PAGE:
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Page last updated at 07:19 GMT, Monday, 6 October 2008 08:19 UK

Hamilton sees benefits of caution

Lewis Hamilton
Hamilton has a seven-point lead in the title race with 30 still available

Lewis Hamilton says he is beginning to accept the need to go against his instincts and take a conservative approach to winning the world title.

The McLaren driver heads into Sunday's Japanese Grand Prix with a seven-point lead over rival Felipe Massa after a safety-first approach to the last race.

"I hate driving for points but we can all see the benefit of that approach at the moment," said the Englishman.

Hamilton was third in Singapore two weeks ago, while Massa failed to score.

Hamilton made no serious attempt to pass Williams's Nico Rosberg in the last few laps of Formula One's first night race even though he was much faster.

He preferred to take a safe six points than risk all for a possible extra two, with his Ferrari rival out of the running following a pit-stop mix-up.

And before that Hamilton had resisted the temptation to try to pass David Coulthard's Red Bull for the same reason.

"I actually think Singapore was a good learning experience," stated Hamilton.

In the last three races Raikkonen will have to demonstrate to everyone the effects of being a champion by helping the team and Massa

Luca di Montezemolo
Ferrari president

"There was less pressure to achieve a victory because of the unusual circumstances, which meant I was actually able to start thinking of the world championship."

The approach taken to the climax of this season by Hamilton and McLaren has its roots in a determination not to repeat the mistakes they made in losing the 2007 world championship.

Hamilton had the title in his hands last season only to slide off the track on his way into the pits in the penultimate race in China while trying to win the race unnecessarily.

The mistake came as Hamilton and McLaren focused on beating his team-mate Fernando Alonso, with whom both had fallen out.

Had they simply let Alonso and the Chinese race go and concentrated on a safe third place behind the Spaniard and winner Kimi Raikkonen of Ferrari, Hamilton would have been champion.

Hamilton went on to lose the title to Raikkonen at the final race of the season in Brazil when a gearbox glitch dropped him to the back of the field.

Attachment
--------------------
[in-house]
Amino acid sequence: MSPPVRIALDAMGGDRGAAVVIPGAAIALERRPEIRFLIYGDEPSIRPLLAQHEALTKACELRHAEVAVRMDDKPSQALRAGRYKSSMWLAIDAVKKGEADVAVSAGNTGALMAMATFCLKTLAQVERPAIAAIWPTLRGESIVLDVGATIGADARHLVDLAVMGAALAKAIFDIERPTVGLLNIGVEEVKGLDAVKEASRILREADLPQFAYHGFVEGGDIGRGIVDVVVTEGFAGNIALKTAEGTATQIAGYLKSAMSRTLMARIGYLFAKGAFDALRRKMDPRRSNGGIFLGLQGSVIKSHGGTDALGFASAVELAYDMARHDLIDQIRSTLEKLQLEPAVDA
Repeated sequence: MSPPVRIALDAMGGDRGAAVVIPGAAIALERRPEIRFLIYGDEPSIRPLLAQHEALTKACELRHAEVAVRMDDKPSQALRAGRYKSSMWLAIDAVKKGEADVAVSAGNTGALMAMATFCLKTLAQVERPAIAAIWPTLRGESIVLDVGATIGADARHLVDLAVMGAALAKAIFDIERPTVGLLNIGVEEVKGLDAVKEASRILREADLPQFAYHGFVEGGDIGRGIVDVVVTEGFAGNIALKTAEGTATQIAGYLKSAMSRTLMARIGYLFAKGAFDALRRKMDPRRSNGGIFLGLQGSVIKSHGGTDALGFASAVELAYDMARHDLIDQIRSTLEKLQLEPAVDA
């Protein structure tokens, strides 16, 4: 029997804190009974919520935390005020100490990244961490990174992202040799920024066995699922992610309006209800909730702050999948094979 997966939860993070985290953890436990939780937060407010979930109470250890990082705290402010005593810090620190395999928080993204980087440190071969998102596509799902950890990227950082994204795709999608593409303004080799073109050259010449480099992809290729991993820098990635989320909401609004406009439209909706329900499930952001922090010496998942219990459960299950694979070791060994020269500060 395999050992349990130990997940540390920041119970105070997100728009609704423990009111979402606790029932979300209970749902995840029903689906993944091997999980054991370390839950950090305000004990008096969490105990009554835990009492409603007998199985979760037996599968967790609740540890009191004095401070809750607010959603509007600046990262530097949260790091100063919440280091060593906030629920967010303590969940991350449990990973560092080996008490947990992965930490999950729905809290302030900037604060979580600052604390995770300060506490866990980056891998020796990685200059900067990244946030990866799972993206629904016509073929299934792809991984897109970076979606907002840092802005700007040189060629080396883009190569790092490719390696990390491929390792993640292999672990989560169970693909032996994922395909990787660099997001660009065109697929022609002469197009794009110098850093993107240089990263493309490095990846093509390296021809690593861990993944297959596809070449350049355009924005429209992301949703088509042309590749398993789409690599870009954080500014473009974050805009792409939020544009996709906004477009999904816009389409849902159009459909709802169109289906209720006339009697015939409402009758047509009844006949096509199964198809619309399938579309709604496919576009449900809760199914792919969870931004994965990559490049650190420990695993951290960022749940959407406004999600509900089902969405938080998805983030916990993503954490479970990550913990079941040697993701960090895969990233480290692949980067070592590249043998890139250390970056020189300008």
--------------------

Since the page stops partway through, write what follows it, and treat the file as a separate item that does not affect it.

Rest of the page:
Hamilton put himself on the cusp of the title last year with a superb drive to victory in the rain in Japan.

But, although he has produced further brilliant wet-weather performances to win at Monaco and Silverstone this season, Hamilton would prefer a dry race at Fuji this weekend.

Felipe Massa drives away from the Singapore pits with the fuel hose still attached
Massa's disastrous Singapore pit stop put a dent in his title hopes

"As for the race, one of the questions I get asked most is whether I prefer to drive in the rain," revealed Hamilton. "My answer is always the same, I'll race in the wet or dry, I don't mind.

"But it's always easier for us drivers to race in the dry; I'd always prefer a dry race.

"This weekend, I will be hoping for dry weather for another reason - I want the fans at the track to have the best weekend possible and to enjoy the atmosphere of one of the season's best races."

Massa is urging his team to think positive after their problems in Singapore, where he lost what had seemed a certain victory when he was given a go signal at his pit stop while the fuel hose was still attached.

He had to stop at the end of the pit lane to have the hose removed from the car and finished 13th.

"The motto for the rest of the season has to be look ahead and don't give up," said the Brazilian.

"As our team principal Stefano Domenicali said after the race, we really need to try to finish first and second in all the remaining rounds.


"It's a tough call but everyone in the Scuderia will be trying their best."

"As for the championship, it depends how you look at it: a seven-point gap can be a lot or it can be a little.

"If you look at what happened to me in Singapore where my gap went from one point to seven so suddenly, then you have to consider it could easily go the other way as well.

"The most important element to consider is that we have a very good car. Without that, my chances would be much smaller.

"We have two good cars and we can try to get both of us to finish ahead of our rivals. It can be done and we need to think positive and we need to keep fighting to the last race."

Ferrari president Luca di Montezemolo has made it clear he expects Raikkonen to assist Massa's title bid even though the Finn still has a slim mathematical chance of retaining his crown.

"In the last three races he'll have to demonstrate to everyone the effects of being a champion by helping the team and Massa," Di Montezemolo told the Italian newspaper Gazzetta dello Sport.

"It's clear we need him at 100%."

There are 30 points still available in the remaining three races in Japan, China and Brazil.

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see also
Mark Webber column
02 Oct 08 |  Formula One
Ferrari furious over Singapore GP
30 Sep 08 |  Formula One
Hamilton happy as F1 nears climax
29 Sep 08 |  Formula One
Alonso wins as Hamilton prospers
28 Sep 08 |  Formula One

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